3. What Fabric Do You Use?
After you figure out what garments you want to decorate, you need to think about which fabrics you print on a majority of your production. Most DTG garments will be cotton, polyester, cotton/poly, or even polyester/spandex blends.
4. What Colors Do You Plan on Using?
The color of the garments you print on will directly impact the cost of each printing job as well as your choice of printer. Sublimation inks (which are mainly transparent) will limit your printing jobs to only white or light-colored garments. If you have a pigment or toner printing system, you’ll be able to print on light, white, black or even darker shirts.
If you mainly work with dark colored shirts, you will need to account for the use of white ink or toner that your DTG printer will use on the garment before printing colors such as: cyan, magenta, yellow or black process colors. To achieve better quality prints, you may also have to print two to four times more white than your process color ink or toner. This can add an additional charge to the overall printed product you need to be aware of.
4. Getting Started with a DTG Printer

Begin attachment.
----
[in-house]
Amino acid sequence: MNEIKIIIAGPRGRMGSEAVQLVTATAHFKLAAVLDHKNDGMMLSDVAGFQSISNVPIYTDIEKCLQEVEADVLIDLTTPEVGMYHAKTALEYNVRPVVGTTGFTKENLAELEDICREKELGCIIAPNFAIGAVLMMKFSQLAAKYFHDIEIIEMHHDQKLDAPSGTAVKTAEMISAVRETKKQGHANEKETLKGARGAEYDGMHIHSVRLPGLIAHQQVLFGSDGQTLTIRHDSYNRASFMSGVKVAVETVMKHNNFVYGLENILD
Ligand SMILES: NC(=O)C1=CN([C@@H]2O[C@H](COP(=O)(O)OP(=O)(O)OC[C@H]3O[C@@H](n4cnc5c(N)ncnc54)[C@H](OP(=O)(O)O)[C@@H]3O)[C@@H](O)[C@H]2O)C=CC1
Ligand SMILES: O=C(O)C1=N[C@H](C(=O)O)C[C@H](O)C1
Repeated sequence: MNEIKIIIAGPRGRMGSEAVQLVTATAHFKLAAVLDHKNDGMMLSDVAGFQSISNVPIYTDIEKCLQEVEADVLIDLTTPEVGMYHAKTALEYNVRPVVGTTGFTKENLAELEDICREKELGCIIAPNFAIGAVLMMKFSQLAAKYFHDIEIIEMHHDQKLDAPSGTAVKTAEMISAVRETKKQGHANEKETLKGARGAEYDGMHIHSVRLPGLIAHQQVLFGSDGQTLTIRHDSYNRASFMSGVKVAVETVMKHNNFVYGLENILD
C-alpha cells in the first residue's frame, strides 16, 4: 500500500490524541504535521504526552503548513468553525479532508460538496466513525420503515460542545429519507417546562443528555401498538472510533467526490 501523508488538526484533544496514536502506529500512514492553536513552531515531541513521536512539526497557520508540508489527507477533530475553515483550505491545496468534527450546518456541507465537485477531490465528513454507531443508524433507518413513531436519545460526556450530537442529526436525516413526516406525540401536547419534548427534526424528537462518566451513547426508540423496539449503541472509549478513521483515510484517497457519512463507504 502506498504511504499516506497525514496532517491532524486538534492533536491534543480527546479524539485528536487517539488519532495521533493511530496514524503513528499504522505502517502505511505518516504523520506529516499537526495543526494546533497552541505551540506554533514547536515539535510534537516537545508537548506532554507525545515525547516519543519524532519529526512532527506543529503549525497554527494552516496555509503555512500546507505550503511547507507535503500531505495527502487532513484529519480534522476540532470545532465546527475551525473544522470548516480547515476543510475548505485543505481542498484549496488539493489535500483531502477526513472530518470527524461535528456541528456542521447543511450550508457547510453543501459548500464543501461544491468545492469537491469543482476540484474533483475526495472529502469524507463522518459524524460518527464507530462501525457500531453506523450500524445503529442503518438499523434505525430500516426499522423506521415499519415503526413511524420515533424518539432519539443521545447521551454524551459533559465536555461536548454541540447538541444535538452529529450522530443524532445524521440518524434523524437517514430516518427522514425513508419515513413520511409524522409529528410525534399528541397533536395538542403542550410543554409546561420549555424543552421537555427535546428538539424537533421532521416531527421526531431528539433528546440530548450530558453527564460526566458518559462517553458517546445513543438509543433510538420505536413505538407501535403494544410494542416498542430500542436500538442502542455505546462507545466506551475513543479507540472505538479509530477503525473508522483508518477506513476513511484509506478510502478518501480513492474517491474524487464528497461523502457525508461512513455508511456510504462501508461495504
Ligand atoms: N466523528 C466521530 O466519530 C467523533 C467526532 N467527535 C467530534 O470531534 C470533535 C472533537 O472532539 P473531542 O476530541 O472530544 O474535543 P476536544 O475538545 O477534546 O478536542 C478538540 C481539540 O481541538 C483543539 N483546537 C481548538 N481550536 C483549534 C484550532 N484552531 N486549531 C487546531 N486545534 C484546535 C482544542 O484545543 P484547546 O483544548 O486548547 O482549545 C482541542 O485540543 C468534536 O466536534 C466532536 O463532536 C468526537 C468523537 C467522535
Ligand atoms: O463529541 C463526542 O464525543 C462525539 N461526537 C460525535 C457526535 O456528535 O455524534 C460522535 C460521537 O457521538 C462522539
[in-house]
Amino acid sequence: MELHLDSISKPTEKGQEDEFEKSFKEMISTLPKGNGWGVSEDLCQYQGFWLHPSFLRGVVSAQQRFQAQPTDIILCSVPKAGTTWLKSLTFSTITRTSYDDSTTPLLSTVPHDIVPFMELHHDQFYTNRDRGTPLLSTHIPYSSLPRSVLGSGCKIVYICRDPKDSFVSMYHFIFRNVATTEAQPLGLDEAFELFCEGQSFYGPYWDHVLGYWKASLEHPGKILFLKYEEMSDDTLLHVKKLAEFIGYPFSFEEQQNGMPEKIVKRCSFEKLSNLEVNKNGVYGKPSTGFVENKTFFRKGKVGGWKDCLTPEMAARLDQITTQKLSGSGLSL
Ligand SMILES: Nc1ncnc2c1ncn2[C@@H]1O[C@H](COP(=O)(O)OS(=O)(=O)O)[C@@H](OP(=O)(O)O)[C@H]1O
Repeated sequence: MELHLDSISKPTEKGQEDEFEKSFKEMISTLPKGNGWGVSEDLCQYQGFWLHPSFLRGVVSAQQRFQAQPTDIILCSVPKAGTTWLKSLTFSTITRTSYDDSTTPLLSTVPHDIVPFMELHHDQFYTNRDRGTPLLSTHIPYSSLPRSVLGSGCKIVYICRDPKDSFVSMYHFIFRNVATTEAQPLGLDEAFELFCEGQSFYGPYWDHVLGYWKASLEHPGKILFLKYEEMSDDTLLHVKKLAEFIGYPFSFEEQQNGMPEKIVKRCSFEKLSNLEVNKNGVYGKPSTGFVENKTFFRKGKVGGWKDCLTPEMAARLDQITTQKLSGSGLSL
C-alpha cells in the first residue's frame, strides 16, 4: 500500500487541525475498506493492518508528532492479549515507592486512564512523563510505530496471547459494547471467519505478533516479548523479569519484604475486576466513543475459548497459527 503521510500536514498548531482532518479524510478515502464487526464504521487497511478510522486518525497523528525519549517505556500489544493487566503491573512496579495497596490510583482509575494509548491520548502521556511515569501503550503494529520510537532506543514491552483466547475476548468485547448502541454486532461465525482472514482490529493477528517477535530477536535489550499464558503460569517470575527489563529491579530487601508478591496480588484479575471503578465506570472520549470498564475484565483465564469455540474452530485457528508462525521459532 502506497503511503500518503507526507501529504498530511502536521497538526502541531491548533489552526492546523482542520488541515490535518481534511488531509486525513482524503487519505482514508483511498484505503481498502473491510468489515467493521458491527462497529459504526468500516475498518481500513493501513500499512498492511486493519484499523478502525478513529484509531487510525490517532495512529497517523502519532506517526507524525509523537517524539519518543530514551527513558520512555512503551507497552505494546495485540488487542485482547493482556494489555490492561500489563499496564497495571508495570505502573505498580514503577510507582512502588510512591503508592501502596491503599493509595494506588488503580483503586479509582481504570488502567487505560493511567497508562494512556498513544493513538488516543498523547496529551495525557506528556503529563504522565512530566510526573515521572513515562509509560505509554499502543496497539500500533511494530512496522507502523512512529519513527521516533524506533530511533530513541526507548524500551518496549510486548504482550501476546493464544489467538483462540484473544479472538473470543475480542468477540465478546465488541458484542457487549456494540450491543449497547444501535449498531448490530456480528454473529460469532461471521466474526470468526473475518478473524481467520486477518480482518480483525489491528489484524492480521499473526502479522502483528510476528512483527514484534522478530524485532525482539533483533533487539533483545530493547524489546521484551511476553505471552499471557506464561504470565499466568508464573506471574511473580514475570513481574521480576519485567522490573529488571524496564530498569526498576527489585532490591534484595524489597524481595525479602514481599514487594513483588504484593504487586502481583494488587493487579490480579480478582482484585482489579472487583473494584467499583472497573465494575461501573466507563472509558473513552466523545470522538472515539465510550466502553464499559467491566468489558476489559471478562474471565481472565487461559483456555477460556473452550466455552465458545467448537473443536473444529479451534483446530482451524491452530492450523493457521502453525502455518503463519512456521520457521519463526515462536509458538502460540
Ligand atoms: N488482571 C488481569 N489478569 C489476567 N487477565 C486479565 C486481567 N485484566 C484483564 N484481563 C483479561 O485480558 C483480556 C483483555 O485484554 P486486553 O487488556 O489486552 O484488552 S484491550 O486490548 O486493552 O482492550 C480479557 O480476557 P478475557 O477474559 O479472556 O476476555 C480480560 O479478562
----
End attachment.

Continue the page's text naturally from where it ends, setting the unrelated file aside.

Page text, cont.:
Start off by deciding how you will integrate a DTG printer into your screen printing shop. Will you switch over some printing jobs to digital or will you entirely switch to printing just on a DTG printer? The choice is up to you, but you’ll need to weigh your odds and figure out which works better for your productivity and time management.
Alternatively, if you aren’t entirely sure about starting with digital printing, you can purchase a lower cost, low volume system that won’t be a large undertaking financially. This will help you learn how to work around production times, while only working with smaller budget. If you find that you are enjoying the process and wish to expand your use, you can invest and upgrade to a new printer within the next year or so.
When it comes to mass production or short runs (which DTG Printers are better for) you might run into a few problems if you aren’t careful.
- Supplies and Blanks: Ordering the wrong blanks or not ordering enough could reflect your deadlines. Always be sure to double-check your orders and know what you have on hand at all times. This will decrease your chances of an overnight shipping cost.
- Practice Makes Perfect: Printing your first set of garments could result in utter chaos. But, no screen printer started out perfect and mistakes are bound to happen. It could be that you accidentally folded your shirt onto the wet ink, or perhaps you forgot to set the right ink color when printing.It could be a number of things that go wrong, but you need to remember that mistakes will set you back in both time and money.